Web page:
It seems everyone, no matter how rational they are in some areas, has areas of thought that arrive from the id, only to be rationalized by the ego as “fact”. Here’s a quote on religion from Stefan Molyneux’s book Universally Preferable Behavior: a Rational Proof of Secular Ethics that illustrates what may be one of his: “No sane man experiences God directly. In his daily life, he fully accepts that that which cannot be perceived does not exist.”
The first statement is made with absolutely no justification. Attributing direct experience of something you can’t understand (for example, a near death experience) to a higher power may mean you are incorrect, but I hardly think it makes you insane. The second statement is patently false. I accept that mathematics exists. I accept that love exists. So do most people. Yet both love and higher math exist only in the mind.
So, is what Stefan calls a “null zone”, which I’d define as an area where conventional thought holds that wrong is right, and might be better termed a zone of moral inversion, real? Let’s examine one:
Our belief in the virtue of the military also lies in this “null zone.” If a private man is paid to murder another man, we call him a “gun for hire,” and condemn him as a hit man. If, however, this man puts on a green costume with certain ribbons and commits the same act, we hail him as a hero and reward him with a pension. The little truth (I should not murder) is perfectly consistent with the great truth (murder is wrong) – yet in the middle there lies a “null zone,” where murder magically becomes “virtuous.”
I would argue that patriots who believe that soldiers are virtuous for serving their country and killing the enemies of the state truly are in the null zone. As to the politicians who send troops in to achieve the monetary goals of their backers, possibly a few of them truly believe that what they are doing is virtuous, and they are also in the null zone. But I guess I’m a cynic; I think most of them know exactly what they are doing, and are merely immoral.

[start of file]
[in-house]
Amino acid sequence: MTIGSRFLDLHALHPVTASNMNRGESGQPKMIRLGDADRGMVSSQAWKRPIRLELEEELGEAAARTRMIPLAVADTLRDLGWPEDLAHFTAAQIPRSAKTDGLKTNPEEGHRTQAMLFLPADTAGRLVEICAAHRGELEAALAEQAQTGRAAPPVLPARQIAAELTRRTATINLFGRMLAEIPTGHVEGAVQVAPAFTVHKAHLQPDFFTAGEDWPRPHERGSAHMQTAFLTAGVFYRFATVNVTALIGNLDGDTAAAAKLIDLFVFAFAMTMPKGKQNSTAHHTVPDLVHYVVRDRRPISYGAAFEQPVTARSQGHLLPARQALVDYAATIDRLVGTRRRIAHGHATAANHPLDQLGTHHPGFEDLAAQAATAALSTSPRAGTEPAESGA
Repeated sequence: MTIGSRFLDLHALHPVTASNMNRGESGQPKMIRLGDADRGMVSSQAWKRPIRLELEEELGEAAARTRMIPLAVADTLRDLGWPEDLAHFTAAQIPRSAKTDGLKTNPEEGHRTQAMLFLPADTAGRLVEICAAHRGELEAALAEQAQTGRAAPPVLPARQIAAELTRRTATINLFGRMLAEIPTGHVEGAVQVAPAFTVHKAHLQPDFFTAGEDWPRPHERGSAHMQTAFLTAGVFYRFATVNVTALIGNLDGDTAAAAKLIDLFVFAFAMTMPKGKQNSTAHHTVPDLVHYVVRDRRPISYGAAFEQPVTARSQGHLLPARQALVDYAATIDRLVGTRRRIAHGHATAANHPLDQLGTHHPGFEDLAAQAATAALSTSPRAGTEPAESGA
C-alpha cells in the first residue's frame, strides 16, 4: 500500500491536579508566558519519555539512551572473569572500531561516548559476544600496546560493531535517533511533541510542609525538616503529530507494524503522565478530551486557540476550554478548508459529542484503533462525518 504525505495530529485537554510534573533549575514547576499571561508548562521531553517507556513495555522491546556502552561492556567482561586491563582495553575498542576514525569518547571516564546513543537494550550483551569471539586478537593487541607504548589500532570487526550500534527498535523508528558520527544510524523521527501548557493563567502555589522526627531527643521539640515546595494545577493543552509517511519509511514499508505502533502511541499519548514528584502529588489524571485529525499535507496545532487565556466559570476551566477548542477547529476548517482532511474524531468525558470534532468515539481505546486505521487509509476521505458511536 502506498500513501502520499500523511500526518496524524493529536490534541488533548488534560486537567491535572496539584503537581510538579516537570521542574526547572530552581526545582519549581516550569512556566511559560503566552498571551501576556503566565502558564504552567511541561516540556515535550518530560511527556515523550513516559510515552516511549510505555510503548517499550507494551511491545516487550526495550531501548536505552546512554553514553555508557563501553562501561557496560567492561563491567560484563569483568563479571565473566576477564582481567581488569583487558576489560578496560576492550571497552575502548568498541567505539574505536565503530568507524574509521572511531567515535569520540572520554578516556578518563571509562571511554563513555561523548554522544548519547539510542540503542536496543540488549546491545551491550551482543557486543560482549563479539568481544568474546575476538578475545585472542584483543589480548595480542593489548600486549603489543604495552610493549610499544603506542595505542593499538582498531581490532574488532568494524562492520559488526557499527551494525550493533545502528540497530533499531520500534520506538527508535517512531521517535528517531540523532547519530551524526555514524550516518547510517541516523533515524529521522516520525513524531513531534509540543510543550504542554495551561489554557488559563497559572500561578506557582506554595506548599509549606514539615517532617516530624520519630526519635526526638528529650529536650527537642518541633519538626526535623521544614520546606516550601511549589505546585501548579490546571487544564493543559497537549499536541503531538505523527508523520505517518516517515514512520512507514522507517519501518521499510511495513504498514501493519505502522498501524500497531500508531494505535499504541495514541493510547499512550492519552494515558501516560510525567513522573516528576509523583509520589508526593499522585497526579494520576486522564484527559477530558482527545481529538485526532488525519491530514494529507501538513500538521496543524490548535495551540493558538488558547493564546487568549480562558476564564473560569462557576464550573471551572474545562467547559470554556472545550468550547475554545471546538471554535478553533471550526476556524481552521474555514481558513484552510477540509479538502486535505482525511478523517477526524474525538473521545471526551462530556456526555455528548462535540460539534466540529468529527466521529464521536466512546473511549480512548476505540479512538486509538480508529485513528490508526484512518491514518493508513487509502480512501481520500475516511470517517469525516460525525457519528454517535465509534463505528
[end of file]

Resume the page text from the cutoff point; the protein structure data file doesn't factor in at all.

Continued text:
So does being a soldier make you immoral? Of course not! The null zone is the belief that following orders and serving king and country is what makes a soldier virtuous. A soldier who kills an enemy can be virtuous for the same reason that a police officer who kills a terrorist who is about to detonate a bomb that would otherwise kill innocent people is virtuous. Killing in defense of others is virtuous for two reasons: First of all, protecting the weak is virtuous; second, taking on the burden of having killed in self defense for another is virtuous.
Here’s an odd inversion of typical thinking that falls out of this: The best time (morally) to be in the military is when your country is being attacked. Of course its likely the worst time in terms of your own survival, but you are far more likely to kill virtuously. Killing can only be virtuous in defense. The maxim “the best defense is a strong offense” is immoral (or at best amoral) outside the realms of intentional competition (sports and business for example). Much better is “walk lightly, but carry a big stick”.